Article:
encaustic, encaustic artist, Prince Edward County
|Andrew Csafordi Encaustic Art||
Andrew Csafordi was born in Bowmanville in 1955. At the age of nine his family moved to Oshawa, Ontario. At age 19, he then moved to Toronto to attend OCA (Ontario College of Art) ... today known as OCADU.
His strict Hungarian parents did not always see art as being something to devote one’s life, but at a very early age, Andrew was drawing and painting and showed great promise.
"My father finally saw that the passion of art was inside me and it had to come out. With reluctance, they supported me - not that they had much choice in the matter. I was drawing on everything from the driveway and walls and on every bit of paper that was around the house."
"My father showed me how to build things, mix concrete, work with wood, and paint... walls that is and how to make and fix things. To him, art was frivolous but I think in his own way, he too was an artist, you could tell the way he liked to build. My dad had a work shop in the basement with all kinds of tools and jars of nuts, bolts, nails, and just lots of "stuff" that he collected (that he would need one day) I loved being in there to see what new items I could find and just make things, gismos. but I think in his own way, he too was an artist, you could tell the way he liked to build. My dad had a work shop in the basement with all kinds of tools and jars of nuts, bolts, nails, and just lots of "stuff" that he collected (that he would need one day) I loved being in there to see what new items I could find and just make things, gismos. My mother saw that creativity and art was my way of living and seeing things, like being a pastry chef was to her. Together we would often create in the kitchen, I would "assist" as she created fantastic pastries and cakes. Testing/tasting the crusty edges of baked goods was my favourite job. My mother taught me that attention to detail always makes for a better finished product. That the joy was in taking care and taking time perfecting ones skill. Her desserts became a work of art."
In high school, Andrew's art teacher became his mentor. He saw that art was Andrew's passion and that he loved all aspects of art and drawing. Harold McNamara helped Andrew become the artist he is today.
A graduate of the Ontario College of Art in 1980, Andrew majored in drawing & painting, design & communication. He has continued to consistently paint, sculpt and exhibit his art throughout his career as a designer, illustrator and creative director of his own graphic design studio. Andrew has created paintings and sculptures for both his corporate and personal clients.
“Good design has always been part of the way I see all things, and create art.” Many of the same principals apply to both fine art and great design: balance, composition, contrast, etc. They all play a role. Today, when I work in my signature sculptural painting style, my experience as a designer comes into "play" with every new creation.”
For almost two decade, Andrew has devoted himself to encaustic painting.
While at OCA, he was influenced by many fine Canadian artists such as Hugh (Seaforth) Mackenzie, Graham Coughtry, Paul Young, Nobuo (Kobby) Kubota and Keith Rushton just to name a few. Their impact remains today. Each and every instructor at OCA was a master. Each instructor taught with passion. They all cared, and they all gave of their talents.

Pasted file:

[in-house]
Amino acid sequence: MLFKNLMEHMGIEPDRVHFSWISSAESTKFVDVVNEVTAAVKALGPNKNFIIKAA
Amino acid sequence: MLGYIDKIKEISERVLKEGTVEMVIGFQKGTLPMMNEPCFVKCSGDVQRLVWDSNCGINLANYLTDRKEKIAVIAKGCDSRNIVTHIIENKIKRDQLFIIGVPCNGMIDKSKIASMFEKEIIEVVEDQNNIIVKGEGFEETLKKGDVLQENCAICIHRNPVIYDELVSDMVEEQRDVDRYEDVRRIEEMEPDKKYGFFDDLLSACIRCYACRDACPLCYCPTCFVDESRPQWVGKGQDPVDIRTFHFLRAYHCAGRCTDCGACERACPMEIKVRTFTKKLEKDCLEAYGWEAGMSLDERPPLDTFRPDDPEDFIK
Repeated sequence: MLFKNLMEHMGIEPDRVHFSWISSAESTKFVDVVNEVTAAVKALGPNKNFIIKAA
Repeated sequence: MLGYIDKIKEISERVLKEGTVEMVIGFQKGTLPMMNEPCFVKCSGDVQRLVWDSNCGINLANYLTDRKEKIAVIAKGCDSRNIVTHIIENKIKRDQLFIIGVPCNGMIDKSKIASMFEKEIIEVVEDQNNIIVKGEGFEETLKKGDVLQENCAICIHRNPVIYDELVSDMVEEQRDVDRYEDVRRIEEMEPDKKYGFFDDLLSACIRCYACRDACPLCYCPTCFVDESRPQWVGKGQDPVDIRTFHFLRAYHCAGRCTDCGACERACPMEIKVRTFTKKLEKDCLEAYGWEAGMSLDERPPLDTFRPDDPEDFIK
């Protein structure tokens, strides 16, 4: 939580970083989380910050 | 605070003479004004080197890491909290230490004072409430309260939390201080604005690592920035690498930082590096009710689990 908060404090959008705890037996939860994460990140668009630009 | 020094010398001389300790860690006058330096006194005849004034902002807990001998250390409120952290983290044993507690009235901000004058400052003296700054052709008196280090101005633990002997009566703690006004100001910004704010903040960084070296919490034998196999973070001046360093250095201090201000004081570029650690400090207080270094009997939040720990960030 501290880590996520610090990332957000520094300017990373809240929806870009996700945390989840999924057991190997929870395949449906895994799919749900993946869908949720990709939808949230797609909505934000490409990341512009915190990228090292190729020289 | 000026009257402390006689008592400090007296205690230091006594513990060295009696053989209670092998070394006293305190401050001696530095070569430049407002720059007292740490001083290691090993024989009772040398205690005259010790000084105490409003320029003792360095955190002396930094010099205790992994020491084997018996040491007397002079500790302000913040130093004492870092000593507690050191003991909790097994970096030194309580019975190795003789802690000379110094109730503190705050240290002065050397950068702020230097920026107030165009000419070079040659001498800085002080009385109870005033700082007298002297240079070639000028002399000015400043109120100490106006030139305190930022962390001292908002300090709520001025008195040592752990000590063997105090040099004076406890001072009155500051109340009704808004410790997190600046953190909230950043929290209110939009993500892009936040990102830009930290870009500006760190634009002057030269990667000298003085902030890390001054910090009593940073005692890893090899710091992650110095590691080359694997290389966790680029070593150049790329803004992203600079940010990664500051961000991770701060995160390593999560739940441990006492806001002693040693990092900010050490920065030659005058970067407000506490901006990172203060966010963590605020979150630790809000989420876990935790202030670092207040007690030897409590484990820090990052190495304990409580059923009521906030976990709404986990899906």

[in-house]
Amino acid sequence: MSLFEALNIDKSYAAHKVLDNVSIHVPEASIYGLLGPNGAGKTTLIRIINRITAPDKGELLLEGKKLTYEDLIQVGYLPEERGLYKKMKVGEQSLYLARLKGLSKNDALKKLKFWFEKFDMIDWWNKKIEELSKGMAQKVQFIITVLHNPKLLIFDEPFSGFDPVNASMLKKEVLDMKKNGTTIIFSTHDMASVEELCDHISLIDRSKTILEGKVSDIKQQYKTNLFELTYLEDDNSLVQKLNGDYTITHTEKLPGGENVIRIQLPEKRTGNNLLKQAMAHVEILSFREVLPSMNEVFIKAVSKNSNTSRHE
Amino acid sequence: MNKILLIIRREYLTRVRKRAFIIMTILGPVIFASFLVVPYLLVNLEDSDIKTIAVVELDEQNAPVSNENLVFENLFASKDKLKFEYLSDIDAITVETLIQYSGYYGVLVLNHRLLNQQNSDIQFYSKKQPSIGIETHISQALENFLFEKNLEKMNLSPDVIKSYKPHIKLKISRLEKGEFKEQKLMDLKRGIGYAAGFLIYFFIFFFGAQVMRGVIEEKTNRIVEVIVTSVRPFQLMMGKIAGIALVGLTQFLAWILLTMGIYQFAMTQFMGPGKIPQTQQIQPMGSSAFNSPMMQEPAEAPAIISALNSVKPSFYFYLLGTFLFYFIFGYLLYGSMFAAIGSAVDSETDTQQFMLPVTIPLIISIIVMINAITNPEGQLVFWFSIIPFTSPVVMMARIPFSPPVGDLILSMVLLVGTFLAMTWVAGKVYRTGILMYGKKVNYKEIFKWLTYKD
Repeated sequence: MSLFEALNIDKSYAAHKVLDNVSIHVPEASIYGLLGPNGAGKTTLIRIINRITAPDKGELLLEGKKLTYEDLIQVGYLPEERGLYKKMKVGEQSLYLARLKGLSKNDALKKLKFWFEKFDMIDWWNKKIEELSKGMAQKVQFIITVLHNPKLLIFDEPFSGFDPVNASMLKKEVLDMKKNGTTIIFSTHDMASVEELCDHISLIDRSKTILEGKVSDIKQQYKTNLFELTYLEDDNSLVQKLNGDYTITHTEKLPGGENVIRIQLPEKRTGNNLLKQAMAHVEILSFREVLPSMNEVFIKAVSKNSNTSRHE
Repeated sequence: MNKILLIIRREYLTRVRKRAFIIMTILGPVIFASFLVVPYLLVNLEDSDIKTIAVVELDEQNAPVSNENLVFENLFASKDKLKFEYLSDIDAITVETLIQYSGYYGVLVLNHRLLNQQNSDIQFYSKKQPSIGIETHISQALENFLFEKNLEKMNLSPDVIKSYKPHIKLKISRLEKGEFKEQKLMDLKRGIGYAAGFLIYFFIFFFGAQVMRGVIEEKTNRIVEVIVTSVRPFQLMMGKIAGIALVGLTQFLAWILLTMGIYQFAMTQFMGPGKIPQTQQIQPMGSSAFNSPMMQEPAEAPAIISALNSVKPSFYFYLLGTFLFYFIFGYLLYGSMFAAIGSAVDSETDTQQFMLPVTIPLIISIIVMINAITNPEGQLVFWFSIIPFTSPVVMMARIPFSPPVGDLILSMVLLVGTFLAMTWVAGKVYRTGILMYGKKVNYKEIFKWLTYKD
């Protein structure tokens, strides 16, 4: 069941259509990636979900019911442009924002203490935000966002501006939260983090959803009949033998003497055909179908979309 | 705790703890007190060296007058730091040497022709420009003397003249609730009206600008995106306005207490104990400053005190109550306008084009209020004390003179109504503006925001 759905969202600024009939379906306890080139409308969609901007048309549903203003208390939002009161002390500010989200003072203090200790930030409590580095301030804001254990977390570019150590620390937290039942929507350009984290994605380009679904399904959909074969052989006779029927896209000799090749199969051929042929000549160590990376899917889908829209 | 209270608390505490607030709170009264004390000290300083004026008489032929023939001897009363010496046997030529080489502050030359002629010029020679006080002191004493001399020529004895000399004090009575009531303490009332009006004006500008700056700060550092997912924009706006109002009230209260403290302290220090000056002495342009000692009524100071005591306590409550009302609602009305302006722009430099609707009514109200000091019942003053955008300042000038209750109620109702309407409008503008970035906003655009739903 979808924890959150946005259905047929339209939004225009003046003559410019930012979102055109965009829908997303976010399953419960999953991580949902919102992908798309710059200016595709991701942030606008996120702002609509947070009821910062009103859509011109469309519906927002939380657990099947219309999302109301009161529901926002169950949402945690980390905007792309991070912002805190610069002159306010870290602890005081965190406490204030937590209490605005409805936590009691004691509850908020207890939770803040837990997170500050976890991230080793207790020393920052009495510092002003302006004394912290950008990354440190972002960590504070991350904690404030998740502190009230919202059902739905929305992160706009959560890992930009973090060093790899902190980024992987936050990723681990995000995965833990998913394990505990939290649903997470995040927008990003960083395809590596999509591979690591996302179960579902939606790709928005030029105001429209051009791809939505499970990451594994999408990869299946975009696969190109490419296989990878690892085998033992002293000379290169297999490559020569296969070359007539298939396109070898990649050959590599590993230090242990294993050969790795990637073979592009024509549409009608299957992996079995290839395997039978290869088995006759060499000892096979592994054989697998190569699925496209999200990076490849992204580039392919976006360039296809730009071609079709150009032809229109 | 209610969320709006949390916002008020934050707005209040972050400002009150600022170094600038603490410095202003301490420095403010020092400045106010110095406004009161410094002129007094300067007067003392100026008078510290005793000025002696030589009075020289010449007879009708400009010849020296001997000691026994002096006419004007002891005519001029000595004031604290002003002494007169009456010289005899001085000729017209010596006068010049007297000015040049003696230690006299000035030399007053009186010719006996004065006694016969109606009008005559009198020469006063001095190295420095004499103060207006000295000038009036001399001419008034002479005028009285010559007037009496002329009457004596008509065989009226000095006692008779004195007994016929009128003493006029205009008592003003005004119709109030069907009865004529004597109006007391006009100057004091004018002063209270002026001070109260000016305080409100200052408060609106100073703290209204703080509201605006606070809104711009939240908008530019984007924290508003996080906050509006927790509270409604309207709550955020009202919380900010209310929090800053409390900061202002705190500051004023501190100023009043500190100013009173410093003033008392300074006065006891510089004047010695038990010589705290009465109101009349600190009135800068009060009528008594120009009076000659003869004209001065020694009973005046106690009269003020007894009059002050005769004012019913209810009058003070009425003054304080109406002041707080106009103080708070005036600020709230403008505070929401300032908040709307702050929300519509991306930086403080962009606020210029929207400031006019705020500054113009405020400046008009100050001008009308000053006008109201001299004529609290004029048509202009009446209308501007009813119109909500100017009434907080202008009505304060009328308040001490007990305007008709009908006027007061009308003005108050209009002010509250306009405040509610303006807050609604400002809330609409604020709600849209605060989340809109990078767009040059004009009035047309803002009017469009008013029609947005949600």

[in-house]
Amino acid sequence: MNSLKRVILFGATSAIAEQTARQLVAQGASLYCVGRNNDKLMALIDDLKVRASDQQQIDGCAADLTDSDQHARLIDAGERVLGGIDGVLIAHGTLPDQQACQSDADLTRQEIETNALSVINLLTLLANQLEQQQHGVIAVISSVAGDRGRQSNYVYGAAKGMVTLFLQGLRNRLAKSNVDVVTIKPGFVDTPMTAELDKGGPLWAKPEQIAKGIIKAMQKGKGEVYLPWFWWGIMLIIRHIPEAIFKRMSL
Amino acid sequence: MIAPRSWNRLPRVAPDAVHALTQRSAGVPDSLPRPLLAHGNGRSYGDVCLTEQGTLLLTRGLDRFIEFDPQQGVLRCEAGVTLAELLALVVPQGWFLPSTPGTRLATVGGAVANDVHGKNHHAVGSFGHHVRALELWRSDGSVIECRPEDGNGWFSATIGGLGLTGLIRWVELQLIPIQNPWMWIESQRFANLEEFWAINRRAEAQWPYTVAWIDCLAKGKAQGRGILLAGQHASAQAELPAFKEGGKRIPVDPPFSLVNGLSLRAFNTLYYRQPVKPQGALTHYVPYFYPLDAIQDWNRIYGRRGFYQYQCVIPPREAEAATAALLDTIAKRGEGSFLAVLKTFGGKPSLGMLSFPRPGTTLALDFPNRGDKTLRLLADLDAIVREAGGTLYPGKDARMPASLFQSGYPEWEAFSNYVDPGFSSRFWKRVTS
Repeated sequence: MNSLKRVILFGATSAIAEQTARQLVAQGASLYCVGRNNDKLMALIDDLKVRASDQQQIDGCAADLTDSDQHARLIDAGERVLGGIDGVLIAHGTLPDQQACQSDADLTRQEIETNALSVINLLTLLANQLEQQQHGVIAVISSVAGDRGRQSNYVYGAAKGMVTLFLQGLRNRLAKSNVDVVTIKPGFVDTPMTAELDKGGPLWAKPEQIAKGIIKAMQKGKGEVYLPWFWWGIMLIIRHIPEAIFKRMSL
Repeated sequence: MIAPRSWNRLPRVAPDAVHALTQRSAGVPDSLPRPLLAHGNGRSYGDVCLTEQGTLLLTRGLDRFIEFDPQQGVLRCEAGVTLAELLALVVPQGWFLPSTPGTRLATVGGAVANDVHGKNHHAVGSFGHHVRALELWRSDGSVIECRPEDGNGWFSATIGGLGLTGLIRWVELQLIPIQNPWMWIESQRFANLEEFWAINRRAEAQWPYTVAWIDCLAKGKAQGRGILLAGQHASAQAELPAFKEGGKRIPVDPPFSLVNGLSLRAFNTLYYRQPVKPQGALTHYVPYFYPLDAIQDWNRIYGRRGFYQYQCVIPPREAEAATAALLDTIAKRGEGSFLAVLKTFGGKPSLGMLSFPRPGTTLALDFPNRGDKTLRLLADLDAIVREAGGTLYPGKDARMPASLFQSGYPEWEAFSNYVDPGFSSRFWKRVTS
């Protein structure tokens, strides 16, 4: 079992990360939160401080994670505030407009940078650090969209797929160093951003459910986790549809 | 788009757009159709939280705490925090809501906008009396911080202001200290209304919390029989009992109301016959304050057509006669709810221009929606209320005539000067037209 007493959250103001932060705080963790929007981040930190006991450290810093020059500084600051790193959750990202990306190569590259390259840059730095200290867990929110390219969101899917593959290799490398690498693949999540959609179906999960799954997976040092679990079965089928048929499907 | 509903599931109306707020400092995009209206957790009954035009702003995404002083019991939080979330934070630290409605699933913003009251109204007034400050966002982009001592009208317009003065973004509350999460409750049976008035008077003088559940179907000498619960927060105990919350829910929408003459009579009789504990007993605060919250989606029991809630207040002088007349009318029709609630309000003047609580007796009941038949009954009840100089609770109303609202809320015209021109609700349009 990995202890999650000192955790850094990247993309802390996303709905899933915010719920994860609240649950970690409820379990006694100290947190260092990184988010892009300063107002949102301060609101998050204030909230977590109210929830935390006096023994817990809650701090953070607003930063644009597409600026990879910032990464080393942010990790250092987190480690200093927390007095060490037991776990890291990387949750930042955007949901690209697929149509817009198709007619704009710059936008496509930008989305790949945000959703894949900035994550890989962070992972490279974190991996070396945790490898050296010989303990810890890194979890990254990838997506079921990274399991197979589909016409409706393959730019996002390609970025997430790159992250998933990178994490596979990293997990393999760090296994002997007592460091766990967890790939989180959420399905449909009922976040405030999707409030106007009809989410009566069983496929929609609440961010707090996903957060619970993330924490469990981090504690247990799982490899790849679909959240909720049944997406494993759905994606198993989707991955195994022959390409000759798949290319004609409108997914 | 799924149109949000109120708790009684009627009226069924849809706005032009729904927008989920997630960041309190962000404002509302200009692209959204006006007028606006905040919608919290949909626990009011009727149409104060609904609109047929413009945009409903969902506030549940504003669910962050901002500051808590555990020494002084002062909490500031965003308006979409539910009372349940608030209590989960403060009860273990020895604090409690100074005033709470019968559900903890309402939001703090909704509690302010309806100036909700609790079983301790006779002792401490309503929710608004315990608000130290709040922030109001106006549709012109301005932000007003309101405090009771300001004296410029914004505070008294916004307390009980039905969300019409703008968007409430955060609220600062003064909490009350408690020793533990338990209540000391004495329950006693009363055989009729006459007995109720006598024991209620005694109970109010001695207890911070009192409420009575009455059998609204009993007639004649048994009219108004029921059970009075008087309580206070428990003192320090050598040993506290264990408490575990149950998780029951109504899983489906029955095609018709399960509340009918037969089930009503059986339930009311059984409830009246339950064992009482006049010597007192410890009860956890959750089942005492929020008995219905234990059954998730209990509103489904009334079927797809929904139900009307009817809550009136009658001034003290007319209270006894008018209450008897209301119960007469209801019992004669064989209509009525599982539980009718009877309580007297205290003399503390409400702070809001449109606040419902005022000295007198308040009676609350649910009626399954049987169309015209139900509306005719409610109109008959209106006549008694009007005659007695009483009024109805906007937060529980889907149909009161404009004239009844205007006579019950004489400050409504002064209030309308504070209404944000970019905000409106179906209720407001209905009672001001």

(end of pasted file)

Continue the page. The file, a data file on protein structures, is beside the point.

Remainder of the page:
A.J. Casson of the Group of Seven was also a part time instructor at OCA at that time, he was an huge influence on Andrew who took classes with him. "While at OCA, Mr. Casson was quite elderly, in his late 70's. He knew his stuff, and was a very kind man. If you called ahead, you could still drop over to his studio. Everyone had great respect for him and Mr. Casson had respect for all of the young artists". (Alfred Joseph Casson May 17, 1898 – February 20, 1992).
"The full impact of art in my life all started to come together for me in high school. There, my art teacher was a gentle, understanding, talented man - Harold MacNamara - who made art seem magical. Drawings would flow out of his pencil. His drawing was like seeing music on paper. Anything was possible, he showed us all that we were all artists inside. The ability to draw or paint was a part of us all, it was what was inside that mattered. For me, even scribbling was fun and leads to ideas and paintings to this day.
If you can scribble, you can create art."
More recently, I had the privilege of knowing Otto Rogers, well known Canadian painter who also lived in the County. We would send hours talking and analyzing paintings. Just some of the artists that I respect and find exceptional are Jasper James, Robert Motherwell, Gerhard Richter, Ansel Kiefer, Egon Schiele, Jean Dubuffet, Gustav Klimt, Albert Giacometti, Marc Franz, just to name a few.
Andrew has exhibited his encaustic sculptural paintings in several galleries and venues ... including the McMichael Canadian Art Gallery in Kleinberg, Ontario and the Toronto Art Expo. His work is featured in numerous private and corporate collections across Canada. Andrew resides, creates and teaches on his small farm in beautiful Prince Edward County (Bloomfield, Ontario), with his wife, (artist Tara Wilkinson) and their daughter, where they each have their creative spaces, and the space to be creative.